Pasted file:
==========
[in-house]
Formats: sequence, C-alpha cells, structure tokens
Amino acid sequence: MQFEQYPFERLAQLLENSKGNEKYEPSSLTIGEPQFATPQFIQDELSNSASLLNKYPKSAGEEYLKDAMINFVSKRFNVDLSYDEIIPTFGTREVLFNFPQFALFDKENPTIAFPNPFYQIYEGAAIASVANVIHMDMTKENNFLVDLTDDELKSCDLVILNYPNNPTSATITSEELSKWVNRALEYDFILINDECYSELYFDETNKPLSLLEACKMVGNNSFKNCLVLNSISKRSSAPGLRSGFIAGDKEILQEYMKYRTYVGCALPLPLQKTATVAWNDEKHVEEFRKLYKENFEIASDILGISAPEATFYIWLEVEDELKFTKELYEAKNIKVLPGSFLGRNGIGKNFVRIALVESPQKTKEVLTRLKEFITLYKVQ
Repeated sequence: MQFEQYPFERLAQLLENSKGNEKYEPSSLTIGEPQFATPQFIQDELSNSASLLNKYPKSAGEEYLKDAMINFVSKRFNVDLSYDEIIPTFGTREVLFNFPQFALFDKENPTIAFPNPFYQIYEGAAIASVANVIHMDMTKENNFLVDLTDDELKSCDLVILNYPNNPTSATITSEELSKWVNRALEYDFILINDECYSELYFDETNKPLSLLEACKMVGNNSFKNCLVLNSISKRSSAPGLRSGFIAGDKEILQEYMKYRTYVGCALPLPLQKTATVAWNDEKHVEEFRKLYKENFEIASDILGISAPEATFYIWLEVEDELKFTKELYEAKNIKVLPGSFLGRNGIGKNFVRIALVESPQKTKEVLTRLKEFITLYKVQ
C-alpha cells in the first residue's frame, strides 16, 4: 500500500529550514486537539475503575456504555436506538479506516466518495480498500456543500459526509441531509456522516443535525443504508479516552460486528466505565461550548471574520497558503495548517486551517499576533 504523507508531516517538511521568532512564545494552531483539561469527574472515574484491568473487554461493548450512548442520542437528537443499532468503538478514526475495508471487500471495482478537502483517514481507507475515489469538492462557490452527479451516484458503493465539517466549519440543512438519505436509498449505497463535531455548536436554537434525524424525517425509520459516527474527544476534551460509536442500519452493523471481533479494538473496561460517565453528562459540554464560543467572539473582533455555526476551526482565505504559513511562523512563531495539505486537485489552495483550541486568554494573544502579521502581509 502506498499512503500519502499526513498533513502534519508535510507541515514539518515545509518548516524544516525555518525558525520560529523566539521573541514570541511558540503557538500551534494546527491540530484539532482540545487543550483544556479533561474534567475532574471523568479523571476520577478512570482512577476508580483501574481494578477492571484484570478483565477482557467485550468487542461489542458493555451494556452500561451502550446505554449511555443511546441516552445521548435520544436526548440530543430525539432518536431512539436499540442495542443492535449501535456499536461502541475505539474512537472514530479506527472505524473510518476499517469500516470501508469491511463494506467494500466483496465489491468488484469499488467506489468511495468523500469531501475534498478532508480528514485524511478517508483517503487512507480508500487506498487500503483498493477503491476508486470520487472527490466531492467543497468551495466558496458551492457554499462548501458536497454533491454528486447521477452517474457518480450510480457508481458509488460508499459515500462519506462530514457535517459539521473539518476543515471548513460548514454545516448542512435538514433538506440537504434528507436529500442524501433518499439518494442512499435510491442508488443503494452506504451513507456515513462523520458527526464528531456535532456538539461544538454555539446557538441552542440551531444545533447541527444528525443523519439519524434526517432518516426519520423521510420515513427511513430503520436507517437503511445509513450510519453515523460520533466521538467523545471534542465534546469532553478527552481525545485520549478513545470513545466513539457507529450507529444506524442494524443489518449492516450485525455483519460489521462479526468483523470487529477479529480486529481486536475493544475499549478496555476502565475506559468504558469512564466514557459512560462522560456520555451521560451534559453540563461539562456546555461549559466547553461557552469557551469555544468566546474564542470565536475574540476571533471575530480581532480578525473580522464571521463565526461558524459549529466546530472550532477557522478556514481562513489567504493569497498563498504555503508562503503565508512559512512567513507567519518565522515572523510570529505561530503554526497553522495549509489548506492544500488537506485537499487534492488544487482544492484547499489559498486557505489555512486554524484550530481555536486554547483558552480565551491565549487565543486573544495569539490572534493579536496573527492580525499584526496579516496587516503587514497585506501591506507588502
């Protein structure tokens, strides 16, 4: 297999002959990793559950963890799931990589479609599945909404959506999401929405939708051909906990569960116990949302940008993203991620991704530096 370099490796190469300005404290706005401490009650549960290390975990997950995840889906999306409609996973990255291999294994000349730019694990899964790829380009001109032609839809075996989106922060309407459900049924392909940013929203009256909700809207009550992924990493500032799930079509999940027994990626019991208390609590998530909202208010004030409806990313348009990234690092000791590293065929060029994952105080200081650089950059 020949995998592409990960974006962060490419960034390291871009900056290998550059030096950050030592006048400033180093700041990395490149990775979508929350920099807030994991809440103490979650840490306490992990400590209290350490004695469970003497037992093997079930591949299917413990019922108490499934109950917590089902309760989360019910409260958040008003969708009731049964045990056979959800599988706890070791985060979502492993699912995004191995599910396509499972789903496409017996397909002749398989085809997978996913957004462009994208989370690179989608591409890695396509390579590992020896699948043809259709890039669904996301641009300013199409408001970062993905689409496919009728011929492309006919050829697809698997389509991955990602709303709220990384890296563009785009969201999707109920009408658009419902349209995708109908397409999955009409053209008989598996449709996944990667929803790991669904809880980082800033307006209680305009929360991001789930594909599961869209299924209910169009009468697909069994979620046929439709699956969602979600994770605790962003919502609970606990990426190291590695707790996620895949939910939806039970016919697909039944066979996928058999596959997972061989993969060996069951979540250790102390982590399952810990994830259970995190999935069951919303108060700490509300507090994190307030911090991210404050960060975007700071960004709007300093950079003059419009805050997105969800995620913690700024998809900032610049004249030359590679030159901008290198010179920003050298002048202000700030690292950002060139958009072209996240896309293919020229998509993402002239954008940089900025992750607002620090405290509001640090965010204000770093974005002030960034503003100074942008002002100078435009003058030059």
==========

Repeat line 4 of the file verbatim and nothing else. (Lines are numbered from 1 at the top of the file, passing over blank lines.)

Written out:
Repeated sequence: MQFEQYPFERLAQLLENSKGNEKYEPSSLTIGEPQFATPQFIQDELSNSASLLNKYPKSAGEEYLKDAMINFVSKRFNVDLSYDEIIPTFGTREVLFNFPQFALFDKENPTIAFPNPFYQIYEGAAIASVANVIHMDMTKENNFLVDLTDDELKSCDLVILNYPNNPTSATITSEELSKWVNRALEYDFILINDECYSELYFDETNKPLSLLEACKMVGNNSFKNCLVLNSISKRSSAPGLRSGFIAGDKEILQEYMKYRTYVGCALPLPLQKTATVAWNDEKHVEEFRKLYKENFEIASDILGISAPEATFYIWLEVEDELKFTKELYEAKNIKVLPGSFLGRNGIGKNFVRIALVESPQKTKEVLTRLKEFITLYKVQ